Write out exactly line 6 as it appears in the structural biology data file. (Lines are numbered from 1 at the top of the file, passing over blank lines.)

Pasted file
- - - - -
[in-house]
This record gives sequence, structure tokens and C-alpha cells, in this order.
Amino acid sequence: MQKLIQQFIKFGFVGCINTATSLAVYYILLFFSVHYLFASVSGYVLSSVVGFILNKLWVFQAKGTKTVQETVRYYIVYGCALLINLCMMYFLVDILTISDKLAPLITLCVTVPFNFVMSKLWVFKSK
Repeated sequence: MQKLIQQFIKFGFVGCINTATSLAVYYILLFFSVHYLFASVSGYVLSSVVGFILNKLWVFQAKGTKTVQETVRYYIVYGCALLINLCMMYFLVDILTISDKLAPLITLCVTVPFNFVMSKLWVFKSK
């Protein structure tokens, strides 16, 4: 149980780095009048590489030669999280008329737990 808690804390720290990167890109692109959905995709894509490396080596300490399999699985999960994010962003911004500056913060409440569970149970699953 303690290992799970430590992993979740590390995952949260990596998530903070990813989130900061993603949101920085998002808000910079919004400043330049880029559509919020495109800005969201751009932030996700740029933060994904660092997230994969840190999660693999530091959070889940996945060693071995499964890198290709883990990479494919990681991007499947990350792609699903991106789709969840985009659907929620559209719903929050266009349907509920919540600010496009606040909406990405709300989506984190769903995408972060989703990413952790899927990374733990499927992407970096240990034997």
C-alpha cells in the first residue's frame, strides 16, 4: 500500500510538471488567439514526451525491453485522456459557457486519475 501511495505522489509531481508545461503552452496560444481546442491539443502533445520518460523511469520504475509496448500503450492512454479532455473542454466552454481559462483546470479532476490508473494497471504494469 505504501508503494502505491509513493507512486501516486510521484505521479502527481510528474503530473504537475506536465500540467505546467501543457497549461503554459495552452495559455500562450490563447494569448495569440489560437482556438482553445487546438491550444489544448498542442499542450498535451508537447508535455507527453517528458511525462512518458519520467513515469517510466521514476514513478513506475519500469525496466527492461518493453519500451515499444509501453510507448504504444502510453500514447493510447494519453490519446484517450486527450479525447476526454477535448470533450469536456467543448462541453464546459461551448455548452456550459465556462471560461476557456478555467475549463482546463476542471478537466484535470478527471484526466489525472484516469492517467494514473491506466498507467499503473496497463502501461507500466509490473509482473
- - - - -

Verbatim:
C-alpha cells in the first residue's frame, strides 16, 4: 500500500510538471488567439514526451525491453485522456459557457486519475 501511495505522489509531481508545461503552452496560444481546442491539443502533445520518460523511469520504475509496448500503450492512454479532455473542454466552454481559462483546470479532476490508473494497471504494469 505504501508503494502505491509513493507512486501516486510521484505521479502527481510528474503530473504537475506536465500540467505546467501543457497549461503554459495552452495559455500562450490563447494569448495569440489560437482556438482553445487546438491550444489544448498542442499542450498535451508537447508535455507527453517528458511525462512518458519520467513515469517510466521514476514513478513506475519500469525496466527492461518493453519500451515499444509501453510507448504504444502510453500514447493510447494519453490519446484517450486527450479525447476526454477535448470533450469536456467543448462541453464546459461551448455548452456550459465556462471560461476557456478555467475549463482546463476542471478537466484535470478527471484526466489525472484516469492517467494514473491506466498507467499503473496497463502501461507500466509490473509482473